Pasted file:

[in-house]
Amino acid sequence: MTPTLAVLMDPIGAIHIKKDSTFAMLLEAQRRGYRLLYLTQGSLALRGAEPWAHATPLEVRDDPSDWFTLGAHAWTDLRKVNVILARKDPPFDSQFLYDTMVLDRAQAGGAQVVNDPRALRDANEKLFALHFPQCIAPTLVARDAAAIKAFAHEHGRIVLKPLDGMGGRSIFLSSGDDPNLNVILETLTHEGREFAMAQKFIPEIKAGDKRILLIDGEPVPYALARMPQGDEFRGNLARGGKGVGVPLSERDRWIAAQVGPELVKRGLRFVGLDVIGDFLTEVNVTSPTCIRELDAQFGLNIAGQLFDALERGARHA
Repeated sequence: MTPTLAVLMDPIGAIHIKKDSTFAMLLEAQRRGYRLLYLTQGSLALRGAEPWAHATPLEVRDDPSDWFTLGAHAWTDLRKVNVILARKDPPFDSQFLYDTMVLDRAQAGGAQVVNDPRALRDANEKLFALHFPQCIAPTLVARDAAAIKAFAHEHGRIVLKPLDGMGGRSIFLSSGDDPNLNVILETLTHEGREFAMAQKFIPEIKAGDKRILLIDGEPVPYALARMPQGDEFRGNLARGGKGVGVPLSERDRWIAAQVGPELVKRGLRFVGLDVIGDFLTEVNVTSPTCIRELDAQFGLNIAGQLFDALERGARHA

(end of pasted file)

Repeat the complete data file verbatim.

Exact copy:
[in-house]
Amino acid sequence: MTPTLAVLMDPIGAIHIKKDSTFAMLLEAQRRGYRLLYLTQGSLALRGAEPWAHATPLEVRDDPSDWFTLGAHAWTDLRKVNVILARKDPPFDSQFLYDTMVLDRAQAGGAQVVNDPRALRDANEKLFALHFPQCIAPTLVARDAAAIKAFAHEHGRIVLKPLDGMGGRSIFLSSGDDPNLNVILETLTHEGREFAMAQKFIPEIKAGDKRILLIDGEPVPYALARMPQGDEFRGNLARGGKGVGVPLSERDRWIAAQVGPELVKRGLRFVGLDVIGDFLTEVNVTSPTCIRELDAQFGLNIAGQLFDALERGARHA
Repeated sequence: MTPTLAVLMDPIGAIHIKKDSTFAMLLEAQRRGYRLLYLTQGSLALRGAEPWAHATPLEVRDDPSDWFTLGAHAWTDLRKVNVILARKDPPFDSQFLYDTMVLDRAQAGGAQVVNDPRALRDANEKLFALHFPQCIAPTLVARDAAAIKAFAHEHGRIVLKPLDGMGGRSIFLSSGDDPNLNVILETLTHEGREFAMAQKFIPEIKAGDKRILLIDGEPVPYALARMPQGDEFRGNLARGGKGVGVPLSERDRWIAAQVGPELVKRGLRFVGLDVIGDFLTEVNVTSPTCIRELDAQFGLNIAGQLFDALERGARHA